A recent press release from Ilford gives film users reassurance in film’s future – a renaissance even: THE FUTURE OF FILM (14th May 2007).
As you may have noticed, all of the photographs on this site were taken on film (discounting screenshots of OS X screensavers, CGI, and video of course).
Why should anyone living in the 21st century still cling on to such an archaic form of image capture? Personally:
- I like the quality of a real photograph; sure, having taken the picture, developed and printed myself adds something to the artefact itself, and yes, it’s a long process (a quick turnaround would be a couple of days between taking the shot and hanging it on a wall), but there’s something about the visual quality that just pushes my buttons..!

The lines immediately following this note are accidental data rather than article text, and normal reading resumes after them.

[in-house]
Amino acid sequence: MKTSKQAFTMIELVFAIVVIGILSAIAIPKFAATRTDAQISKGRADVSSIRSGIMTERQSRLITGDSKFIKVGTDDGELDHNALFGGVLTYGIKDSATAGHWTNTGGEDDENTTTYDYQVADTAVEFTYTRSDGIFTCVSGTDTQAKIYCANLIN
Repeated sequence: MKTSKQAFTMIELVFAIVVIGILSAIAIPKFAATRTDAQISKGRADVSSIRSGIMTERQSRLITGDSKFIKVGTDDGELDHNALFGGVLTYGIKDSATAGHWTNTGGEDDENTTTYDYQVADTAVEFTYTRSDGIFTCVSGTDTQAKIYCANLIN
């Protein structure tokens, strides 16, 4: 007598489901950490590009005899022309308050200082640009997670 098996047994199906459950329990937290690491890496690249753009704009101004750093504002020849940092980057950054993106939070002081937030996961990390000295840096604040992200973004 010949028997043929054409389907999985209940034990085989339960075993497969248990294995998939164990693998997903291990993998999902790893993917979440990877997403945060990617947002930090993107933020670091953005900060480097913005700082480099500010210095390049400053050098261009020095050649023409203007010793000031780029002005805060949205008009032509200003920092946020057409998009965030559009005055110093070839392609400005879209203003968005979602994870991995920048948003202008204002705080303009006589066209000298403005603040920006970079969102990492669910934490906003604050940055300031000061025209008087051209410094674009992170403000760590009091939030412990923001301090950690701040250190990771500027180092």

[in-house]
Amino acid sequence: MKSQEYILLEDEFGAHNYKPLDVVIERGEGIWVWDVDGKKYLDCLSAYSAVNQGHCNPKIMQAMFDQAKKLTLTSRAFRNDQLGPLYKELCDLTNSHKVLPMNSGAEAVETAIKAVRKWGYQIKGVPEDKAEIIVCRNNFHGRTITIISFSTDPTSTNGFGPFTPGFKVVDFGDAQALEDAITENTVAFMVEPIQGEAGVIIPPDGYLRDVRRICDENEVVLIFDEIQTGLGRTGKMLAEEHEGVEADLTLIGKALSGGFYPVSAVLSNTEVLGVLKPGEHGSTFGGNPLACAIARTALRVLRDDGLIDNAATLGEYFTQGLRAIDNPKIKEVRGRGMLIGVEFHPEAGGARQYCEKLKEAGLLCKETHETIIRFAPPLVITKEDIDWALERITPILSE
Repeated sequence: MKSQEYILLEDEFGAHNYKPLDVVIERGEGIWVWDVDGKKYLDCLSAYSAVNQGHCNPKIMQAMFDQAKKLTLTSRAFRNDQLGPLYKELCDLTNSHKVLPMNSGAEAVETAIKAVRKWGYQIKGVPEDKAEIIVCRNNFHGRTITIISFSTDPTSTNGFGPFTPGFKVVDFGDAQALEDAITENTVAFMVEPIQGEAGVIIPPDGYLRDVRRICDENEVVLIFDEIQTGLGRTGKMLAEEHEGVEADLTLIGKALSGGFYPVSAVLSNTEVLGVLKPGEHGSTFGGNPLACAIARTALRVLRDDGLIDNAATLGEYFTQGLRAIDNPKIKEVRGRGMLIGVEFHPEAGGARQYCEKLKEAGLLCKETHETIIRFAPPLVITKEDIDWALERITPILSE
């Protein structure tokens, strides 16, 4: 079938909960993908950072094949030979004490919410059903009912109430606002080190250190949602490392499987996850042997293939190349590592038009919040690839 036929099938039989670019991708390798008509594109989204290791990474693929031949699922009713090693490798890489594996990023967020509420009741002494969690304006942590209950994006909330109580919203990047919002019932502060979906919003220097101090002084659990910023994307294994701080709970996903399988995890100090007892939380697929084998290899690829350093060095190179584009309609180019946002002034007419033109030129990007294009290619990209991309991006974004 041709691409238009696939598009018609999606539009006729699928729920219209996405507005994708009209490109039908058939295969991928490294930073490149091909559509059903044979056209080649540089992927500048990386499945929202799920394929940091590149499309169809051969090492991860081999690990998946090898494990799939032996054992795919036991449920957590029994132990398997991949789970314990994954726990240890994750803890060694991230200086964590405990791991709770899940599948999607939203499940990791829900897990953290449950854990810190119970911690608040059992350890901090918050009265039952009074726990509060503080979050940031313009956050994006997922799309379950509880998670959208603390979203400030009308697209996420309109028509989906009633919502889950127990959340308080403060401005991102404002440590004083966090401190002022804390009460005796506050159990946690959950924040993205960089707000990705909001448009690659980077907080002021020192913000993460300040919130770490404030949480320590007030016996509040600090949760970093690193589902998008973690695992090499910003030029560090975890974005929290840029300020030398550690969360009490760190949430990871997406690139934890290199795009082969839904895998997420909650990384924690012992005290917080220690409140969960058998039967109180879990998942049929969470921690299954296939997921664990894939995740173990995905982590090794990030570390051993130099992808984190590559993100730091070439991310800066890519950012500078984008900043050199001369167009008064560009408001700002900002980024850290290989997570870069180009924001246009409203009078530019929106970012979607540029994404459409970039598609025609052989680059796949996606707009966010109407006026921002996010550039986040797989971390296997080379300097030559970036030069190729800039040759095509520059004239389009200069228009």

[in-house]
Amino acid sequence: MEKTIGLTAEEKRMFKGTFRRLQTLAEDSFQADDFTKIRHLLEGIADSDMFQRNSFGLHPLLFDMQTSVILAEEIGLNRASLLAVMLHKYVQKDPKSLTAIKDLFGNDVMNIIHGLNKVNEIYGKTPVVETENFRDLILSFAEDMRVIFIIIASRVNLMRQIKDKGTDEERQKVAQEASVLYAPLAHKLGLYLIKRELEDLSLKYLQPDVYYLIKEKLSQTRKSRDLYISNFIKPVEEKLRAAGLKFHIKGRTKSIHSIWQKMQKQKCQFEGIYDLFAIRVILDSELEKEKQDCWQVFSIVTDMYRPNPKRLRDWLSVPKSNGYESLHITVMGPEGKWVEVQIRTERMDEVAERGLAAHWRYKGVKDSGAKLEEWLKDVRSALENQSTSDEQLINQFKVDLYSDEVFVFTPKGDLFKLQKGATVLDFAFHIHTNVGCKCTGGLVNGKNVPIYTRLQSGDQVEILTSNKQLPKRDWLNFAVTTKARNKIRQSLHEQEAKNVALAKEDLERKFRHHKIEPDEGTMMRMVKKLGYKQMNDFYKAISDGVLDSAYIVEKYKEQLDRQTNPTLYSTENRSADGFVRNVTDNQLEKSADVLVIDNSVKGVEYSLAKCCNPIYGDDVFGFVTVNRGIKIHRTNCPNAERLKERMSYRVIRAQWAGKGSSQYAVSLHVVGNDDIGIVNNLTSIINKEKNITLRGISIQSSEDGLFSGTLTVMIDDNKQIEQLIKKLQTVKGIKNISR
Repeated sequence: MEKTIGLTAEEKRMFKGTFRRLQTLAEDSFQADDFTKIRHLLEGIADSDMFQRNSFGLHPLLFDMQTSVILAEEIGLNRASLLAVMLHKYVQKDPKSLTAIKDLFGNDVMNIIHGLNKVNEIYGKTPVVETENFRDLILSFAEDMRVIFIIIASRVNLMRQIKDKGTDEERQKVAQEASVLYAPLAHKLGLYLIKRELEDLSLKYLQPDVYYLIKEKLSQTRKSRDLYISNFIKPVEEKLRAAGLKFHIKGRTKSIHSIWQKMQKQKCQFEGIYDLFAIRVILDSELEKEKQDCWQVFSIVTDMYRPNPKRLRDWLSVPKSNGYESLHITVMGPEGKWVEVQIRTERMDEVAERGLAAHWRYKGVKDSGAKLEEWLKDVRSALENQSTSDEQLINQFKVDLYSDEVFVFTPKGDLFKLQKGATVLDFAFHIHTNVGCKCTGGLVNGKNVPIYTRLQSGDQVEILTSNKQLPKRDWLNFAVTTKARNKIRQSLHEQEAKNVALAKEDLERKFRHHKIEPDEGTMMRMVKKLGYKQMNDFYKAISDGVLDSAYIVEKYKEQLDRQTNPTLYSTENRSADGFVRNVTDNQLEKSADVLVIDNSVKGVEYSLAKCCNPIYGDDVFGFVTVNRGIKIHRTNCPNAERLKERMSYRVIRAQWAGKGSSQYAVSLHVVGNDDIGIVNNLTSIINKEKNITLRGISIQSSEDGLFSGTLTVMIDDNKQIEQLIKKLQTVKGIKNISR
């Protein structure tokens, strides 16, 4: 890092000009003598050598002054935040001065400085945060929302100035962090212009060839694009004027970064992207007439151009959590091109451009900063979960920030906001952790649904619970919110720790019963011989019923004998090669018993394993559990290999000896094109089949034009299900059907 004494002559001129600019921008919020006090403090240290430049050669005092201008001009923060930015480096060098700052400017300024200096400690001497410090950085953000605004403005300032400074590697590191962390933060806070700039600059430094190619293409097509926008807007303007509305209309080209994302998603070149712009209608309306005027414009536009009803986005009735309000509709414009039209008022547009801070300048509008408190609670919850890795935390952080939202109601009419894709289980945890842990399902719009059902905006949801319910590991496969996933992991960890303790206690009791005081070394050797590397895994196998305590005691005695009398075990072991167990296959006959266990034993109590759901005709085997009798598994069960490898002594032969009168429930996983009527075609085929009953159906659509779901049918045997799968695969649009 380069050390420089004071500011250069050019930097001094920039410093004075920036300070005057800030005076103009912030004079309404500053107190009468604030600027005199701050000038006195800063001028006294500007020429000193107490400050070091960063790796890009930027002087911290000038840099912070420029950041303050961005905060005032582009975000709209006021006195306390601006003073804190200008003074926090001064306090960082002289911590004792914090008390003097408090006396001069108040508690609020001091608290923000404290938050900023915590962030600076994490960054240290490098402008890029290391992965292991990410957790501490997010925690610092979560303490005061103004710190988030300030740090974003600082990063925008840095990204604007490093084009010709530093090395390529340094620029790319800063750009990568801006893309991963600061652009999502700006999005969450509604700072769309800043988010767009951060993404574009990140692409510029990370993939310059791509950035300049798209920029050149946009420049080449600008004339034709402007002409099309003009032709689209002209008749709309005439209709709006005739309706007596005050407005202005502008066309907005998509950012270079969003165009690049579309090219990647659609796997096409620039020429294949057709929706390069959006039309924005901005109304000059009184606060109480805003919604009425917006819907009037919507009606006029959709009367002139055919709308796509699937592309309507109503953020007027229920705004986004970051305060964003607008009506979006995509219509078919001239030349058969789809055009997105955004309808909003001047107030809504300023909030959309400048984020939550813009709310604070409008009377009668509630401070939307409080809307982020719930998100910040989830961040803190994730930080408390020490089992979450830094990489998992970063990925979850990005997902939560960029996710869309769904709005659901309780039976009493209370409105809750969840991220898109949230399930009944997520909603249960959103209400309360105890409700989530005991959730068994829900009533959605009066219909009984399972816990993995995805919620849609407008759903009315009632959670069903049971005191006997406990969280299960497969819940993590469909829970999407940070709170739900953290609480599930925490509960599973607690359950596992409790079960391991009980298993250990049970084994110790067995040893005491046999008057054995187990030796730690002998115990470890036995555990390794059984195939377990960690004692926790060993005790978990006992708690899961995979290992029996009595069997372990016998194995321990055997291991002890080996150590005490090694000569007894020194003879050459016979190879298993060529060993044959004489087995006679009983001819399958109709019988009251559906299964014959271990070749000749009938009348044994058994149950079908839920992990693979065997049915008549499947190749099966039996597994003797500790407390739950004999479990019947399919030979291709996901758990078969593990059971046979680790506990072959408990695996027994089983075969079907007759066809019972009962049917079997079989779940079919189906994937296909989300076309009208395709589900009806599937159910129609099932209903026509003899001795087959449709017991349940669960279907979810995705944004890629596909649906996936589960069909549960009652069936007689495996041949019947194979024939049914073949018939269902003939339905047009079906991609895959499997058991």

- I’ve never been happy with the quality of images printed from a computer – they seem kind of flat somehow. Maybe I need to shell out on a better printer. Or a better digital camera. Or both.
- Knowing that I’m dealing with a finite resource (I may have packed an extra roll or two of film, but that’s still limited compared with a 2GB memory card) – and getting to medium format? Only 12 shots per roll!
Using film also means that I’m take more consideration about shooting; shots are framed and focussed, depth-of-field and shutter speed are taken into account with more deliberation.
Sure, maybe I’d be the same with a nice DSLR (one day, one day!) but with that LCD, there’s the temptation to chimp 🙂
I also found this when I started using Super 8… DV tape is a reusable commodity (and a tape will last an hour!); Super 8 forces shots to be considered (and rehearsed) – 3 minutes 20 seconds at 18fps – or 2 minutes 30 seconds at 24fps is not a long time – better get that shooting ratio up!